The Dallas Police Department is apologizing for flyers sent to a number of residents mistakenly threatening arrest.
In preparation for the holiday weekend, DPD sent out hundreds of notices to people who have reportedly violated city ordinances related to setting fireworks in the recent past, firing guns in the air and having loud music.
Problem is, the police gave some notices to the wrong people, according to DPD.
DPD is blaming a technical glitch for a mix-up that led officers to hand-deliver notices to unsuspecting residents.
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At least two Oak Cliff residents who got the notice say the only connection they have to these violations is that they’ve called 911 to report them.
Both women say they were told they received the notice, not because they were violators, but because they were calling 911 about the violators, something DPD says is not the case.
The women say they’ve been made to feel like they’re a nuisance or are being watched by police and are now fearful to call 911.
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“I think I’ll think twice about calling 911 again,” Pat Ketchum said. “I always thought you could. I don’t think I’ve abused it at all. It was for a reason.”
That is how Ketchum feels after receiving a warning from DPD. “I didn’t know what to say. I was shocked,” she said.
The flier that appeared on her door this week accuses the 75-year-old of being a ‘NUISANCE NOISE PROPERTY.’
“She just started almost crying. She said, 'I didn’t do that,'” said her son Tim Hill. “I said, 'I know you didn’t, mom. I just need to figure out what’s going on.'”
Ketchum is among nearly 700 people across the city who received the flier from DPD in English and Spanish.
The flier claims their home has been "identified by police" as a nuisance property based on numerous 911 complaints and in the past six months for violations related to noise "requiring multiple responses by a member of the Dallas Police Department."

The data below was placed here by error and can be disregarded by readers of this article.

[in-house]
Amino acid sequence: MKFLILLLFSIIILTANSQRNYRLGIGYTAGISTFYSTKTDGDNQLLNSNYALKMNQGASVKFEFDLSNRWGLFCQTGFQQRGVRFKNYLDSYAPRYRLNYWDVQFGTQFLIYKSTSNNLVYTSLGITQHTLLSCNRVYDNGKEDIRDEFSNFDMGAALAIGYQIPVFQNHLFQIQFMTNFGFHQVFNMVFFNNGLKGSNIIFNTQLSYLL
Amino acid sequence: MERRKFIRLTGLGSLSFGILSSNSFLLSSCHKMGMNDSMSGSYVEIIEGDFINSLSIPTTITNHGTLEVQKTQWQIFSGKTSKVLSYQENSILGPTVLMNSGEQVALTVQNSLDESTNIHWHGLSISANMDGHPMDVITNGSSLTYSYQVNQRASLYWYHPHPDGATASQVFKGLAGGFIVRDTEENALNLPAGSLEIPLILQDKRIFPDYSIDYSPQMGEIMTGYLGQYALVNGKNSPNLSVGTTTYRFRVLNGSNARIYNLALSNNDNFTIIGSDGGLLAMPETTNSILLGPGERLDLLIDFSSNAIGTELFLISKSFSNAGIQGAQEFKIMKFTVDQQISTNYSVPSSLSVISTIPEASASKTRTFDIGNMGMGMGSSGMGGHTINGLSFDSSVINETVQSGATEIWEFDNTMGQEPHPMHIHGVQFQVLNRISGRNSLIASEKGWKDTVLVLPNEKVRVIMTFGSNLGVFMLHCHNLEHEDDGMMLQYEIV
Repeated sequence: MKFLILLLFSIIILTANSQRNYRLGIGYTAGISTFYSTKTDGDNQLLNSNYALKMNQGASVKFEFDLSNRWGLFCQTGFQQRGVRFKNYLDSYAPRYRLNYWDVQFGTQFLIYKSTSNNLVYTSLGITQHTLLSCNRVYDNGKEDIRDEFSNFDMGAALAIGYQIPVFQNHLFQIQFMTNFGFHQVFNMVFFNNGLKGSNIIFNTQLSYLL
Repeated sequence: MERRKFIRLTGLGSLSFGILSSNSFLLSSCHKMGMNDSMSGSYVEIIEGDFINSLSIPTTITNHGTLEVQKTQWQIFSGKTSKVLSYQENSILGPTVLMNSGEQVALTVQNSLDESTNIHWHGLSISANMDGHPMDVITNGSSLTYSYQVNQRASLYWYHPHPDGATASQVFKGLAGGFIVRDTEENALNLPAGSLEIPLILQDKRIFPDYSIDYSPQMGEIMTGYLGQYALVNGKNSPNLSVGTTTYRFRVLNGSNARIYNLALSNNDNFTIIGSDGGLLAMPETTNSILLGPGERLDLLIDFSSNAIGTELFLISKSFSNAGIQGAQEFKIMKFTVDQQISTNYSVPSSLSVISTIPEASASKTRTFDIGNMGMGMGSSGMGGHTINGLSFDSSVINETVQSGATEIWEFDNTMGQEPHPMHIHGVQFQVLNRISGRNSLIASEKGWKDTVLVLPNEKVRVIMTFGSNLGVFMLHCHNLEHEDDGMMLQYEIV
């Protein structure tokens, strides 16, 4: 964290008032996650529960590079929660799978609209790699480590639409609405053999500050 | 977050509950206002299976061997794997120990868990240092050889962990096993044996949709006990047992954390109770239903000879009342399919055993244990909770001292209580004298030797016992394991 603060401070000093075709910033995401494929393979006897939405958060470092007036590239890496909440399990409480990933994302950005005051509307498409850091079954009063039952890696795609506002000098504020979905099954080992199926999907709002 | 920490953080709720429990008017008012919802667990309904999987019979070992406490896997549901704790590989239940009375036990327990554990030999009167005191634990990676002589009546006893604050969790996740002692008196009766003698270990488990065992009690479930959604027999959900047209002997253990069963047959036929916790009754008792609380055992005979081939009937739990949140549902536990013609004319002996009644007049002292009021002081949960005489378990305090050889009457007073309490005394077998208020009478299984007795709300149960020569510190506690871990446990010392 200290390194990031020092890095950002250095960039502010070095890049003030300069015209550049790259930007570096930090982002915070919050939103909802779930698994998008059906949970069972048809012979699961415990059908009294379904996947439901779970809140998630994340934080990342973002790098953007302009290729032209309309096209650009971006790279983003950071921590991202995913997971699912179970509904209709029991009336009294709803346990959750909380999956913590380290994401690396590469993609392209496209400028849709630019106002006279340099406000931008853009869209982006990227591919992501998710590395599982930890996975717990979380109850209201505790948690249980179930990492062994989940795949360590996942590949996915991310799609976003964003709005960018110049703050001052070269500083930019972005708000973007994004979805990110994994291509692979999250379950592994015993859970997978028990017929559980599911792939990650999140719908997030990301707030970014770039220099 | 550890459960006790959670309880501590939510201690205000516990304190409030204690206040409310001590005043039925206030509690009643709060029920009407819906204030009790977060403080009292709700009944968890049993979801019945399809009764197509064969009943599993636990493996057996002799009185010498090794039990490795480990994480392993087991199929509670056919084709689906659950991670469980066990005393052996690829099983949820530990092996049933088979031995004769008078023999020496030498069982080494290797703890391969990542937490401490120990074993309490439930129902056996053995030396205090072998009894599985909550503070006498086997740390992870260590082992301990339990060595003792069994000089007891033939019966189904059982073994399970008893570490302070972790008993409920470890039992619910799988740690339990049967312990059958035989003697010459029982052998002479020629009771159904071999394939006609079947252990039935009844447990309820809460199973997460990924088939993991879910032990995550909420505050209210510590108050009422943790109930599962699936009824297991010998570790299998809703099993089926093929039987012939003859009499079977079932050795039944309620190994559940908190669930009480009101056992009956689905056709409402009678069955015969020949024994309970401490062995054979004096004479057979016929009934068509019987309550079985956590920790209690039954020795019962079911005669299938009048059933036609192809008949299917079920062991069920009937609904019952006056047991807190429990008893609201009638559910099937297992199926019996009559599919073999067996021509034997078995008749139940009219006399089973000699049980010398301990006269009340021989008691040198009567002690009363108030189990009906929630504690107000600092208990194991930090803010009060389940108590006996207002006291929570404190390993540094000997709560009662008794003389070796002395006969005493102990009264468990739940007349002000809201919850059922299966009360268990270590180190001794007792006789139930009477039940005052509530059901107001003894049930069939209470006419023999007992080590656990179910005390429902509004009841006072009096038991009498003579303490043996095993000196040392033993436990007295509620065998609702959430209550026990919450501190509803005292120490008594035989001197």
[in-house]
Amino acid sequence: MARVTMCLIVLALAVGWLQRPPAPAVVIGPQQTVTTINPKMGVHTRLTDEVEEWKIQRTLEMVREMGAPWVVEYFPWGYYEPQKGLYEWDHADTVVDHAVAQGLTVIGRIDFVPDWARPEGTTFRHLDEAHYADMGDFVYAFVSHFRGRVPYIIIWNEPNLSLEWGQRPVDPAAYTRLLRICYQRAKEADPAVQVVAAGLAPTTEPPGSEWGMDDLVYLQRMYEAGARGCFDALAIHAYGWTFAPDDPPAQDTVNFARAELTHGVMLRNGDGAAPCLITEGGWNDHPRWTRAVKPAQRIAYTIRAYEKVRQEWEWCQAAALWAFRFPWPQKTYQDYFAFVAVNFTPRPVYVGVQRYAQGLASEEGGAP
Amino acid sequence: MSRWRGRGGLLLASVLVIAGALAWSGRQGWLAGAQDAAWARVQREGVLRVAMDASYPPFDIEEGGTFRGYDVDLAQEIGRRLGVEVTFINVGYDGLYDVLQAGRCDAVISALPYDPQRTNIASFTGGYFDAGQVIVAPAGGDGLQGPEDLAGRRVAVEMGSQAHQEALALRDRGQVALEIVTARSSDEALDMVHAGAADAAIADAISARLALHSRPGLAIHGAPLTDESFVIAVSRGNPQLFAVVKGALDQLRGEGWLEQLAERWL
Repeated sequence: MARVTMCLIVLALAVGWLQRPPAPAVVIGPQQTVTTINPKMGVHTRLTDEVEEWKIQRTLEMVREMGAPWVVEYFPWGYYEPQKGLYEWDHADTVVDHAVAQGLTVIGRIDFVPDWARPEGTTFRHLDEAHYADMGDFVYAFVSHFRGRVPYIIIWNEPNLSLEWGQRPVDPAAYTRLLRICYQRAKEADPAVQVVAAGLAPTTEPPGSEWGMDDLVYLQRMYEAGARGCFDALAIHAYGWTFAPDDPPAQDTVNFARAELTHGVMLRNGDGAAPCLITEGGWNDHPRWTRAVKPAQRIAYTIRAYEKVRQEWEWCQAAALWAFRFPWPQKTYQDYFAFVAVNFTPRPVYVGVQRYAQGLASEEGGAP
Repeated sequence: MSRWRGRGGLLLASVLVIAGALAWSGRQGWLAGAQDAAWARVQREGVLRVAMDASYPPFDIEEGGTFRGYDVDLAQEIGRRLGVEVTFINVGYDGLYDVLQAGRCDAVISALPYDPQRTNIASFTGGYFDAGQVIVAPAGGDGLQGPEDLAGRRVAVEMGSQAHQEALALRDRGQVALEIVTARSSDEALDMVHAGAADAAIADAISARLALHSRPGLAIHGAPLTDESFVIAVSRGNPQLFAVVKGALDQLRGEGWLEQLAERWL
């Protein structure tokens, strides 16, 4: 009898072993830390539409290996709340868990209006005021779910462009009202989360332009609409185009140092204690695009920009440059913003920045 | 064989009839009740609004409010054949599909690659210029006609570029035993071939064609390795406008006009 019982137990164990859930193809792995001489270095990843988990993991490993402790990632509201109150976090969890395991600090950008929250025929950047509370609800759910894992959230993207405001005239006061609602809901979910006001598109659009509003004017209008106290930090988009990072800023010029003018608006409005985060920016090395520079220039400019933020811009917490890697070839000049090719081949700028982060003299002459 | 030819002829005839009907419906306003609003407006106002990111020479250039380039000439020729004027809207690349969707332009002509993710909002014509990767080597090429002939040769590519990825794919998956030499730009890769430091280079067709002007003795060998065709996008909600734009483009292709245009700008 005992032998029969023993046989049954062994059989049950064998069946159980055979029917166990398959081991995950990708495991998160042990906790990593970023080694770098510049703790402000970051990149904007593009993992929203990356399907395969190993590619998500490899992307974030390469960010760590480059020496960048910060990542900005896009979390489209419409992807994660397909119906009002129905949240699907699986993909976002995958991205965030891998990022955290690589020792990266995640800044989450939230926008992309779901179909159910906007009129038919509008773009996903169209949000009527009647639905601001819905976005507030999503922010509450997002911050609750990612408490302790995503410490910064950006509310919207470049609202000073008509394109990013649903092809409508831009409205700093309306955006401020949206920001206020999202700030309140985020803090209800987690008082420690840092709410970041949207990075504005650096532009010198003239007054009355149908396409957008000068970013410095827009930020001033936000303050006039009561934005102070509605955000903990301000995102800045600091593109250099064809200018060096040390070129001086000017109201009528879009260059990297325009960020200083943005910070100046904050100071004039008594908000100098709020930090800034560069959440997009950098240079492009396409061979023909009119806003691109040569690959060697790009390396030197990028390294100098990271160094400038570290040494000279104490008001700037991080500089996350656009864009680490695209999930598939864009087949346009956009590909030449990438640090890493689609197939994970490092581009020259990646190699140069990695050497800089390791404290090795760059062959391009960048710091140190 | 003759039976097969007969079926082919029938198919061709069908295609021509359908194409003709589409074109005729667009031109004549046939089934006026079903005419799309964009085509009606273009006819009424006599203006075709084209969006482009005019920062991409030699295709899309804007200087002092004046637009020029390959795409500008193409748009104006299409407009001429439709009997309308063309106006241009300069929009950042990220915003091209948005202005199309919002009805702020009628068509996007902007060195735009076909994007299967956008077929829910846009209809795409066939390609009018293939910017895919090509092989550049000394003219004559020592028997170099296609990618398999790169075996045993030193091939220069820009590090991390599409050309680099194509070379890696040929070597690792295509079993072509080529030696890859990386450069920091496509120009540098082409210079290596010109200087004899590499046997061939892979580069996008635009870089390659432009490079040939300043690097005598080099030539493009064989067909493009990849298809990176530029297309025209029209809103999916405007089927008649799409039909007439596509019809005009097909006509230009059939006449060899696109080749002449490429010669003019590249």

Christina Bristow shared doorbell camera video with NBC 5 showing a cruiser arriving at her home with its lights flashing and an officer walking up her driveway with the same notice.
The warning threatens a $500 fine or an arrest for "Future violations...without prior warning, if observed by a member of the Dallas Police Department."
“I was like, 'What’s this about?' He said, 'It’s about the 911 calls,'” said Bristow about her conversation with the officer.
Bristow is the "neighborhood lead" and says she often calls 911 on behalf of other neighbors reporting activity like gunshots or fireworks.
She is standing her ground and says she will continue to call 911 as often as is needed.
“The reason our neighborhood has gotten better is because we call 911,” said Bristow. “I am so horrified that people are going to start being hesitant to call because they’re afraid of retaliation.”
Hill and his partner called police demanding an explanation for the notice and says he spoke with a sergeant in the southwest precinct.
“[I told him], 'you’re saying we’re a nuisance noise property and we’re threatened with a $500 fine and threat of arrest if you catch us doing something? Are you like watching us,'” Hill asked the officer. “He’s like, ‘No, no, no, no.’ He said, ‘You may have just gotten that notice because you called 911 too much.’ And I said, 'What?!'”